Blubaugh is a lifelong resident of Kay County where he and wife Lisa operate a family ranch near Tonkawa. Each year they host an annual Registered Angus production sale in the heart of their diversified 3,500 acre farm and ranch, which encompasses Osage, Kay and Noble counties.

Dustin Tackett, Ft. Cobb, Okla., was elected to the board of directors.  Tackett farms the land his grandfather bought in 1913. They raise commercial Red Angus cattle and grow wheat, hay and pumpkins. He has served as an AFR Insurance agent since 2004.

Also elected to the board was Jim Shelton, Vinita, Okla. His family operates a 3,500 acre commercial cow/calf and stocker business.  He has also had a successful banking career with the Oklahoma State Bank of Vinita.

Re-elected to board of directors was Mason Mungle, Norman, Okla. He was a partner in a family dairy farm in Atoka, Oklahoma, and is still involved in the operation of a cow/calf operation on the family farm in Atoka.

Rural voters should have more input on education funding, there should be a better definition of what constitutes meat, and support for a robust animal identification system for livestock were among the key resolutions passed during the business session.

Other resolutions passed include:

  • Better access for rural healthcare, especially keeping rural hospitals functioning in a challenging environment.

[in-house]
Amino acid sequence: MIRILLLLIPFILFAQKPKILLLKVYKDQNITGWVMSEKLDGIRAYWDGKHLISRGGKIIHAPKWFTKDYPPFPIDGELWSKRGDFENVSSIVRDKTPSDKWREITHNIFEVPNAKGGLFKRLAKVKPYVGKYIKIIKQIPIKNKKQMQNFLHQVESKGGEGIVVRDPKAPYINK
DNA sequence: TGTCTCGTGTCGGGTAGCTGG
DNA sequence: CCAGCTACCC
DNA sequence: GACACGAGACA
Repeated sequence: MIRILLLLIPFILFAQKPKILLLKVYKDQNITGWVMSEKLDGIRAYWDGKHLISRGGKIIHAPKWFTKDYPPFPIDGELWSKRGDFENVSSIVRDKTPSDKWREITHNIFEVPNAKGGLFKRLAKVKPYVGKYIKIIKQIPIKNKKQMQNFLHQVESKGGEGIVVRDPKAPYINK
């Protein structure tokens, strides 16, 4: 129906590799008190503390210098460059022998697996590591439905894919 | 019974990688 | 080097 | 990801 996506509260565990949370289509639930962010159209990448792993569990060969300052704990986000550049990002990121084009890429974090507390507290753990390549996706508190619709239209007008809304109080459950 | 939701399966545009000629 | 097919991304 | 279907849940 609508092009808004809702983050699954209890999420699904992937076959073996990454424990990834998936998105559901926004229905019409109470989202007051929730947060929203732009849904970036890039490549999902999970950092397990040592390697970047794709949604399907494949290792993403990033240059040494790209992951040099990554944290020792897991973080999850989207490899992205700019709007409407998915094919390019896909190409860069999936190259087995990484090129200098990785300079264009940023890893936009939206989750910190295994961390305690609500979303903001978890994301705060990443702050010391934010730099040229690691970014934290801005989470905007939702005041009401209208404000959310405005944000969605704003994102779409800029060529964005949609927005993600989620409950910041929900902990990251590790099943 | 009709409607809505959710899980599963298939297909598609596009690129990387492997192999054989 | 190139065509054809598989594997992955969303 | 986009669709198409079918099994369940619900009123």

• Support for farmers’ “right to repair” modern machinery and equipment.
  • Urge the Oklahoma Legislature to preserve current property tax system without adding additional financial burden for agricultural landowners.
  • Support an increase in state funding to retain quality staffing at the OSU Division of Agricultural Sciences and Natural Resources.
  • The Legislature should address legal uncertainties with both medical marijuana and industrial hemp.

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Scott Blubaugh, Tonkawa, Okla., was elected AFR/OFU president by voting delegates during the organization’s annual business session, Feb. 16, in Norman.

Blubaugh is taking over the reins from Terry Detrick who retired after 10 years at the helm.  The Ames, Okla., farmer and rancher had served the organization for over 30 years in various leadership roles.